• Hi, I'm the owner and main administrator of Styleforum. If you find the forum useful and fun, please help support it by buying through the posted links on the forum. Our main, very popular sales thread, where the latest and best sales are listed, are posted HERE

    Purchases made through some of our links earn a commission for the forum and allow us to do the work of maintaining and improving it. Finally, thanks for being a part of this community. We realize that there are many choices today on the internet, and we have all of you to thank for making Styleforum the foremost destination for discussions of menswear and fashion.
  • STYLE. COMMUNITY. GREAT CLOTHING.

    Bored of counting likes on social networks? At Styleforum, you’ll find rousing discussions that go beyond strings of emojis.

    Click Here to join Styleforum's thousands of style enthusiasts today!

Do you see a difference if an item is marked as "unisex" vs "mens"?

mangoyogurt

Member
Joined
Jan 27, 2021
Messages
14
Reaction score
1
I'm planning to launch a unisex denim jacket and was wondering if people think sizing / cut and sew would be different depending on how it's presented.
Generally, unisex caters towards men's sizing but women can also wear it. Would you buy a men's jacket over a unisex jacket? Or does it not matter?

Any insights would be appreciated!
 

Phileas Fogg

Distinguished Member
Joined
Feb 9, 2020
Messages
2,746
Reaction score
2,071
I’m not sure many women would be interested in a jacket that’s cut unisex. Just my observation.
 

breakaway01

Distinguished Member
Joined
Aug 29, 2013
Messages
2,244
Reaction score
1,176
Do you have much experience with pattern making for women's versus men's clothing? I don't, but it seems readily apparent that a woman's jacket is often cut quite differently from a man's jacket. For example, women's jackets tend to be cut shorter in the body, and there are darts in the chest to accommodate a woman's bust. Front buttoning is usually different. I'm sure there are more differences than I'm aware of.
 

mangoyogurt

Member
Joined
Jan 27, 2021
Messages
14
Reaction score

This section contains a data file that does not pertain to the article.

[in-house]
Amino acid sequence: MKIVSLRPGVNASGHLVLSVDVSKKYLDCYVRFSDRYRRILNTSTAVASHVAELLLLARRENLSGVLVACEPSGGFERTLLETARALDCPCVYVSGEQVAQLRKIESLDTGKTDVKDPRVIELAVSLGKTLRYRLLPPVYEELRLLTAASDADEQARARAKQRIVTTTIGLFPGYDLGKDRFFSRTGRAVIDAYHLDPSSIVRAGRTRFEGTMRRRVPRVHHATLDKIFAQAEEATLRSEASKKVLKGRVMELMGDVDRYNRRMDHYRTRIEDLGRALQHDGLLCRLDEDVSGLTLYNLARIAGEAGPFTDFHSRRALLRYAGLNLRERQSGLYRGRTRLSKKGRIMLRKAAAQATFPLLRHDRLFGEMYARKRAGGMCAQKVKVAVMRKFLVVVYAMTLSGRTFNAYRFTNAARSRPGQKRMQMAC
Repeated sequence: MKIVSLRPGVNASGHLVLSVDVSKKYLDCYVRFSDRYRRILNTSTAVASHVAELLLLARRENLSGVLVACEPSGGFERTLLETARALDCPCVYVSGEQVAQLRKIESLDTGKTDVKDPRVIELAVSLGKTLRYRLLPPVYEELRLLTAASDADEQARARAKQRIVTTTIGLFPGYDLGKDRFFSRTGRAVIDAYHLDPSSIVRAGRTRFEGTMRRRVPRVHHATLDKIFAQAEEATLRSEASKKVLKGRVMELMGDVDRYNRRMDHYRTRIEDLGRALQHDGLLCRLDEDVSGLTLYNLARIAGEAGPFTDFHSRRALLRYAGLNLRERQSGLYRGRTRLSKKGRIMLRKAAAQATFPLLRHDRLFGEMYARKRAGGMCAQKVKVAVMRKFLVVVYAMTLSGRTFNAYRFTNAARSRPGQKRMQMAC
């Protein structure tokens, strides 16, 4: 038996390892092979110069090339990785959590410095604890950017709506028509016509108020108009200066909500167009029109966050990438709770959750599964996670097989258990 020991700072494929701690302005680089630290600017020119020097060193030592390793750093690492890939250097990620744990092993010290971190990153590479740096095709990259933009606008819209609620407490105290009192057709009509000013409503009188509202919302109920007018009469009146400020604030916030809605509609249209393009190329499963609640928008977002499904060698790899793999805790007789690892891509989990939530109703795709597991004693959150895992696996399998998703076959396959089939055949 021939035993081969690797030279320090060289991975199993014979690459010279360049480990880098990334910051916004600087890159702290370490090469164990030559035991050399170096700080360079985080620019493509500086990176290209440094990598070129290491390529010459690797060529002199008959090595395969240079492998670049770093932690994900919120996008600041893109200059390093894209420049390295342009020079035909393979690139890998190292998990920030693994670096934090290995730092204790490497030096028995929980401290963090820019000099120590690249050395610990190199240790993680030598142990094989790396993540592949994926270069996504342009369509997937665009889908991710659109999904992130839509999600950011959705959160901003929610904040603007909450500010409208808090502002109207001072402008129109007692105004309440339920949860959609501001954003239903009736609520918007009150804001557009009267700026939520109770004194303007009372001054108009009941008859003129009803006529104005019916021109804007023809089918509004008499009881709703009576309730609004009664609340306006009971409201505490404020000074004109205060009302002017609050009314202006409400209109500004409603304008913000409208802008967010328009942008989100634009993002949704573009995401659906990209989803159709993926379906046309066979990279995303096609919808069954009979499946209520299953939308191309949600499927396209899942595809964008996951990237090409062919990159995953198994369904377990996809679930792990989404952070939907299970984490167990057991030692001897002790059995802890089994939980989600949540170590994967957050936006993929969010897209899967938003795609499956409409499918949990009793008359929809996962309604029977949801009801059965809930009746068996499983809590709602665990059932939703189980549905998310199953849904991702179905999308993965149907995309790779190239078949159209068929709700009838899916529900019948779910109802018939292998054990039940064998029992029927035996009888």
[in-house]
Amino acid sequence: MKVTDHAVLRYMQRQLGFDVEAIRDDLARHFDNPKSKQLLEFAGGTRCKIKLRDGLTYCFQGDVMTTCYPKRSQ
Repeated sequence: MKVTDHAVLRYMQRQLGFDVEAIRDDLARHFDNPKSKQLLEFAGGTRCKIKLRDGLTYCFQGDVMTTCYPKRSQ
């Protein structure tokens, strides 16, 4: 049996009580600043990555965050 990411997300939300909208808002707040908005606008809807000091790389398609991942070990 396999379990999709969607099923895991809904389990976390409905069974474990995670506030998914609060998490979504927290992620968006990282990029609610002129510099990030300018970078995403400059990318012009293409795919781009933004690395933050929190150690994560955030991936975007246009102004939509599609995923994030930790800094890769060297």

1
Do you have much experience with pattern making for women's versus men's clothing? I don't, but it seems readily apparent that a woman's jacket is often cut quite differently from a man's jacket. For example, women's jackets tend to be cut shorter in the body, and there are darts in the chest to accommodate a woman's bust. Front buttoning is usually different. I'm sure there are more differences than I'm aware of.

we've been working on the fit for 2 years now. thanks for your feedback! it's more of a relaxed fit rather than a fitted type of jacket. also, denim jackets typically don't have darts because the fabric is really thick and was originally a unisex garment.

I was actually wondering if it affected men's perception of the fit by using "unisex" over "men's".
 

breakaway01

Distinguished Member
Joined
Aug 29, 2013
Messages
2,244
Reaction score
1,176
It depends on how the jackets will be marketed. Honestly I tend not to look closely at garments that are billed as 'unisex', not because there is anything inherently wrong with the concept but I think I have been conditioned to think that they won't fit as well as clothing designed for men.
 

Phileas Fogg

Distinguished Member
Joined
Feb 9, 2020
Messages
2,746
Reaction score
2,071
It doesn’t affect my perception of fit as fit is fit. I just don’t understand the concept I guess.
 

dieworkwear

Mahatma Jawndi
Dubiously Honored
Joined
Apr 10, 2011
Messages
20,799
Reaction score
49,854
Unisex is one of the bigger trends in womenswear right now.

I think it would be easier if you just provided measurements and gave sizing advice on the site. So say, "women size up, men take your regular size." Etc.